you wouldn’t understand.
or perhaps you would, i don’t know and since we’re not sitting in front of each other, sipping coffee on a monday morning with the sun breaking through the coastal clouds and picking out a fence here, the corner of a garage there, glinting off of a car window or warming the back of a dachshund snuffling in the grass, i’ll probably not know whether or not you’d understand why i continue to mine my past for any little shard of memory i might be able to unearth and bring up to the sunlight so i can understand what got me here today.
it’s not like i can call brother _____ or sister _____; there are no aunts, uncles, or cousins, and by then you begin to reach the outer limits of relatives who might actually have the same memory of events that you do–clouded as it would be by their own remote lives, none of which you’ve shared.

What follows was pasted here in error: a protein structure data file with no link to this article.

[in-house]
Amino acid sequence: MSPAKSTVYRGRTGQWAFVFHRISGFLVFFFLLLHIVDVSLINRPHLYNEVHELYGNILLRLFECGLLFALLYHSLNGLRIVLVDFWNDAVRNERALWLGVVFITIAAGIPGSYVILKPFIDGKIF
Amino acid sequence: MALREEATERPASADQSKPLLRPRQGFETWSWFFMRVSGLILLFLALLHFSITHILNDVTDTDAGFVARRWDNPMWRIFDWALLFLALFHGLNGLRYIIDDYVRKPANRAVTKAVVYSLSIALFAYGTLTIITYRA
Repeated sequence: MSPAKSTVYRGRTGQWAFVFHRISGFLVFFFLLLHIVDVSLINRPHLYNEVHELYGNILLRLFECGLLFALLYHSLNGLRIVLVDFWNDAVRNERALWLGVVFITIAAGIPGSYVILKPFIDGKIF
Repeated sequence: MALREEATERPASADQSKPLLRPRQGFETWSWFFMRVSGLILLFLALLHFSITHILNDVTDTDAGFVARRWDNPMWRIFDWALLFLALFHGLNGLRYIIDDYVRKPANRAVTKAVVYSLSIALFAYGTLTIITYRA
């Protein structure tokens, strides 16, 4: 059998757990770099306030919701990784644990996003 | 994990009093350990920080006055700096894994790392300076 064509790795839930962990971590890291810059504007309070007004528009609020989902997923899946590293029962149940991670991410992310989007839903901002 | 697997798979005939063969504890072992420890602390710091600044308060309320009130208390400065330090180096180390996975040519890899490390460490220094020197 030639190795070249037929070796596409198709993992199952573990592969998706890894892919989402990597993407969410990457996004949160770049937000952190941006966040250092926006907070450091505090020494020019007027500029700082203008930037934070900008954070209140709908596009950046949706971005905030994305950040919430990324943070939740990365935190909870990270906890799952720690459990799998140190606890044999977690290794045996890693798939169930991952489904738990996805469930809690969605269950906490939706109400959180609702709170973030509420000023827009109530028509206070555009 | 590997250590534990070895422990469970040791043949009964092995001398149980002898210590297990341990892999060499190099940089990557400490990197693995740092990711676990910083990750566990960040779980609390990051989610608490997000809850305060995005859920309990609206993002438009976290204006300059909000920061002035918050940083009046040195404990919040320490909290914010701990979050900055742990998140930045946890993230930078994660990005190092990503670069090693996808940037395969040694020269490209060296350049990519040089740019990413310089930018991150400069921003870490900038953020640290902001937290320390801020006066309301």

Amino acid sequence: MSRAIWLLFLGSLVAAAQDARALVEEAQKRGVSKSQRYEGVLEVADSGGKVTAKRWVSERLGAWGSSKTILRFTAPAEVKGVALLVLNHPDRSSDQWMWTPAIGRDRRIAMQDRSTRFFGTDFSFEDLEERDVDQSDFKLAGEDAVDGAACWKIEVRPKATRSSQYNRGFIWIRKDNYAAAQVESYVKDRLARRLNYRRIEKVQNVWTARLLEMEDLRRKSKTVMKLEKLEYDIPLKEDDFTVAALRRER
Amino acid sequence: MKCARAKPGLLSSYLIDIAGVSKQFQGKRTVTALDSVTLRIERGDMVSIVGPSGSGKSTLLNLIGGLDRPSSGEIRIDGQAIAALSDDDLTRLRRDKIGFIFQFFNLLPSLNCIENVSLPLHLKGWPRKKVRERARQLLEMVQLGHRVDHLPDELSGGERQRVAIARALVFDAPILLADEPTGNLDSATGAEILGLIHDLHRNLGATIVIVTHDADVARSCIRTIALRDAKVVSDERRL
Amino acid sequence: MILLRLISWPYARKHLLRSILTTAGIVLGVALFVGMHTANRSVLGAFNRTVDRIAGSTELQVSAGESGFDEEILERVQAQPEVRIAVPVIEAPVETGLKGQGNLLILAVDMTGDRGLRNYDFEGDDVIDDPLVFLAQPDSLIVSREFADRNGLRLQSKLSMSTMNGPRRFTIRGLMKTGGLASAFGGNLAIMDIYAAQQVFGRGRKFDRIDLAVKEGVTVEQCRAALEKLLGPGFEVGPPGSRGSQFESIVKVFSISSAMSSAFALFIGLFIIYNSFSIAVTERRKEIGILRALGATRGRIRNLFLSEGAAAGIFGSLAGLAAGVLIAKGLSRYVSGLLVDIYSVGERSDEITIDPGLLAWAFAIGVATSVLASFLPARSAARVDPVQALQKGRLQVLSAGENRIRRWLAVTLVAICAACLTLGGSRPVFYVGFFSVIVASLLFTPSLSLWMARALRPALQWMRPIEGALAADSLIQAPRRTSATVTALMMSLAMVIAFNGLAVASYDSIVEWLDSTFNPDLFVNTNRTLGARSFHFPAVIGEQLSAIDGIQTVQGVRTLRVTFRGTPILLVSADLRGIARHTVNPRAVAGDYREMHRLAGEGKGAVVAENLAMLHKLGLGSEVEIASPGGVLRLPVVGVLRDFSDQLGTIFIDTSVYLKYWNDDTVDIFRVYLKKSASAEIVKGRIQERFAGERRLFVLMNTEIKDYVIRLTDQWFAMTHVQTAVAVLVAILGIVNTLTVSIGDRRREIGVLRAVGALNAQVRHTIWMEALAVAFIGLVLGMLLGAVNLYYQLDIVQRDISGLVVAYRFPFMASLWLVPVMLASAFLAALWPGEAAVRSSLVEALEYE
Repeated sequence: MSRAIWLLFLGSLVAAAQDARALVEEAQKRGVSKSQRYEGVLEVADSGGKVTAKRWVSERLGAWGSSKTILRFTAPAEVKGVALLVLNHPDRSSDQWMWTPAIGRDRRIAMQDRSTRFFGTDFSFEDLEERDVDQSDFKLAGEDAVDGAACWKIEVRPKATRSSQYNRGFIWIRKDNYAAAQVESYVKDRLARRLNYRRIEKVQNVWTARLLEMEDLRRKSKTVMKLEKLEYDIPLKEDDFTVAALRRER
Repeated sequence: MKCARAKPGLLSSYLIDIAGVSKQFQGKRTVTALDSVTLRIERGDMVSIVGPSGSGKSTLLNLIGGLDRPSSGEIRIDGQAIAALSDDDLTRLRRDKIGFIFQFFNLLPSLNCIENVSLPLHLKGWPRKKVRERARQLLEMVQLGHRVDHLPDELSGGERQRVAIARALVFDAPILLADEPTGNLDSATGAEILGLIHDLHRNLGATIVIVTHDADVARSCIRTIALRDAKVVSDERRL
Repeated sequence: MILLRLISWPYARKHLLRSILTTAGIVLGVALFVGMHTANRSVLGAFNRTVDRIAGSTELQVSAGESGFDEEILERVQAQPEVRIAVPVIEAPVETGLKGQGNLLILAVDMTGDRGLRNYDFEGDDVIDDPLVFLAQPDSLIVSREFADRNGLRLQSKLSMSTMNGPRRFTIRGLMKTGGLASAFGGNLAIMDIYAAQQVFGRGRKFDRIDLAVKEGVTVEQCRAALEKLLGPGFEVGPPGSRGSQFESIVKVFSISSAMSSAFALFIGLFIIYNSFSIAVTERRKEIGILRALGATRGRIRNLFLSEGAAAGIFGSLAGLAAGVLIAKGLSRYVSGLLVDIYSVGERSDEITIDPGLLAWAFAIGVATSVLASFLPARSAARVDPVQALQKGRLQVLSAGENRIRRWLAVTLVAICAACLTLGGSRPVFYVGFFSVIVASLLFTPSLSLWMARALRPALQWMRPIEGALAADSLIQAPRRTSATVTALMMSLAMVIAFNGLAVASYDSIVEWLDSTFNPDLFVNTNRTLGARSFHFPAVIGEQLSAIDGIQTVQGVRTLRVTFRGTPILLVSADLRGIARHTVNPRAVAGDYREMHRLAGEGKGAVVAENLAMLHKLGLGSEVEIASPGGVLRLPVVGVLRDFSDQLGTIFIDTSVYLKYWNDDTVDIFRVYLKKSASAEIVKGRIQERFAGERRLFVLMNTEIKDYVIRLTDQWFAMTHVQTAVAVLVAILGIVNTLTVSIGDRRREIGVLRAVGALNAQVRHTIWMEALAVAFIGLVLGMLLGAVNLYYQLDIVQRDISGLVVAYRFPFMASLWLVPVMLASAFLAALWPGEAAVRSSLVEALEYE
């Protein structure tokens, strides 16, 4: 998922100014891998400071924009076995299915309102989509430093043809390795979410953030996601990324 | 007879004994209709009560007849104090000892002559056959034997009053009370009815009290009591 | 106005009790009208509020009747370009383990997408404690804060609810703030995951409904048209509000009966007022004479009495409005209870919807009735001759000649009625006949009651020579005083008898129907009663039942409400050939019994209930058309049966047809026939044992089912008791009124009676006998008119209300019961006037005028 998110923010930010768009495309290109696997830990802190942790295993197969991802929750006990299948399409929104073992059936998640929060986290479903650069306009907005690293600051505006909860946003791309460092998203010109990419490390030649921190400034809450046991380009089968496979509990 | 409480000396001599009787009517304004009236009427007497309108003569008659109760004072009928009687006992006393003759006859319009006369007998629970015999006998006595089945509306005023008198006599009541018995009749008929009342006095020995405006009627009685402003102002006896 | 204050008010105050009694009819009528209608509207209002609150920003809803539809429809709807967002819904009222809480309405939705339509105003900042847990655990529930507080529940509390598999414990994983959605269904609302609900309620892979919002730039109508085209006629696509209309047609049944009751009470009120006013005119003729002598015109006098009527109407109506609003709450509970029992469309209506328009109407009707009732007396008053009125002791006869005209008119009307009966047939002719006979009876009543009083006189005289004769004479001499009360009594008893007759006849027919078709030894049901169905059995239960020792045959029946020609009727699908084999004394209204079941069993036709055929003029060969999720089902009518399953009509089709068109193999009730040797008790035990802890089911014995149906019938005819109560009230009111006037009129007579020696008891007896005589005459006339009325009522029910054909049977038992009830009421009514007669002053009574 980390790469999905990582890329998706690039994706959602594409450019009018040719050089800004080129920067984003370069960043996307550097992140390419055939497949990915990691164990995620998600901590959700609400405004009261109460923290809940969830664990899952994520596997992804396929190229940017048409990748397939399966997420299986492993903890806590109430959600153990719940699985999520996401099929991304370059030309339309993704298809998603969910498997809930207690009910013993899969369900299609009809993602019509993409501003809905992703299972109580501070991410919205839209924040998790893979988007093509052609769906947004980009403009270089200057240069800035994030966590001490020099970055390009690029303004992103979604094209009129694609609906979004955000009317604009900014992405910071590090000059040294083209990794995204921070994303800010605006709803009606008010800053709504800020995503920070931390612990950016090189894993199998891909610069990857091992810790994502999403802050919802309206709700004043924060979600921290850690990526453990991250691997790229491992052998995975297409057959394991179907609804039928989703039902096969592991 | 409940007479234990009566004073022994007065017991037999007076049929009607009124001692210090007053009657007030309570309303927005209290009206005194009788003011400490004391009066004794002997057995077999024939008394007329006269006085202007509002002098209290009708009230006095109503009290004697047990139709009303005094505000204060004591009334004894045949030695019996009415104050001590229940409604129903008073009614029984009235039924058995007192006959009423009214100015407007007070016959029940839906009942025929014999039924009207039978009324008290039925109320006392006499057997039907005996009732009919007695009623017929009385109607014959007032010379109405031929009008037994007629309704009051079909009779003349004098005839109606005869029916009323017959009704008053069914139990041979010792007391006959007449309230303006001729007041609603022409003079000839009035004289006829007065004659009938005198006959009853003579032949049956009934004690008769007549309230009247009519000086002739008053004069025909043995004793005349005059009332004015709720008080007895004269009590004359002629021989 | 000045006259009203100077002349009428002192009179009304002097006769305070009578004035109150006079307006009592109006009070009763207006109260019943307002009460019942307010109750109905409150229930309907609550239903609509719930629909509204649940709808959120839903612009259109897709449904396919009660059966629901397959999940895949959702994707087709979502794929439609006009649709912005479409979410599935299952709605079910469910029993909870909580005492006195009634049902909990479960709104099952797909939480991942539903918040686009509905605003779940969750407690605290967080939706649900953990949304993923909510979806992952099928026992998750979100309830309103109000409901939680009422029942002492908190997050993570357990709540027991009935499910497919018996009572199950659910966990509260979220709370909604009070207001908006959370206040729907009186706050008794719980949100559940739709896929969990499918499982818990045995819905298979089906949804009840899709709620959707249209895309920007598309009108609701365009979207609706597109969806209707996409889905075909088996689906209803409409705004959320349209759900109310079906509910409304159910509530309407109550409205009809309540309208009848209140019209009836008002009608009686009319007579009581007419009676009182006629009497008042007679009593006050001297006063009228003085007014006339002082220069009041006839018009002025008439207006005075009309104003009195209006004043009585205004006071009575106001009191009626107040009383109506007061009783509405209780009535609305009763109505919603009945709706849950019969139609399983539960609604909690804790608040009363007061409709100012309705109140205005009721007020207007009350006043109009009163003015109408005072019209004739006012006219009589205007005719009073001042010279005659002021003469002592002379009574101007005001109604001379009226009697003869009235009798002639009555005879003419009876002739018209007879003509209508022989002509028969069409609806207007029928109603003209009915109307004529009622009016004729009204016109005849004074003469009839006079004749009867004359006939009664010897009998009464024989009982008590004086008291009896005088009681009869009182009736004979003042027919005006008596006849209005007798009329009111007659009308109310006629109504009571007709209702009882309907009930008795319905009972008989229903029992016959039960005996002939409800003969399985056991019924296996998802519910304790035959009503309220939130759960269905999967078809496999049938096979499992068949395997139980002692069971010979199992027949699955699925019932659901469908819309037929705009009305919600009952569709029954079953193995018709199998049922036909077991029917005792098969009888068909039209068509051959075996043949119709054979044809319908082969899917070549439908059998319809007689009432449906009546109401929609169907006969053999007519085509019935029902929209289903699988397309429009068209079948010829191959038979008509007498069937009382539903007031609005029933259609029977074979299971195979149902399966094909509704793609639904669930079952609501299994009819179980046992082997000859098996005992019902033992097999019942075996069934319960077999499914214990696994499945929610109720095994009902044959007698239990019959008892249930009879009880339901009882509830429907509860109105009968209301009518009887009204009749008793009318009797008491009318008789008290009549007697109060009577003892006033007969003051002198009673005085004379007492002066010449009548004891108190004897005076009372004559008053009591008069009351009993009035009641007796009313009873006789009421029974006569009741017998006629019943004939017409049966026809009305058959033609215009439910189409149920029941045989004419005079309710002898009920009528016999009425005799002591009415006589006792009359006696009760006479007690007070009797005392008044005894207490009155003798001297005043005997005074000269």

there are friends, a few, but their history is as fictitious as mine. why not just make it up as you go along, you might ask and i’d say, “i have–to some extent–the physical details may be true, but the motivations are obscured by time and my own narcissism.”
so, what’s left? photographs of me alone in front of things (“life events” they’re called in life-coach-speak, which as a cottage industry in this century has me completely baffled,) and the vague unease that accompanies the truth. i’ll plumb them for what they’re worth — not much or an awful lot — and then i’ll toss them back into the brown cardboard box that sits on the top shelf of my closet for future generations to contemplate.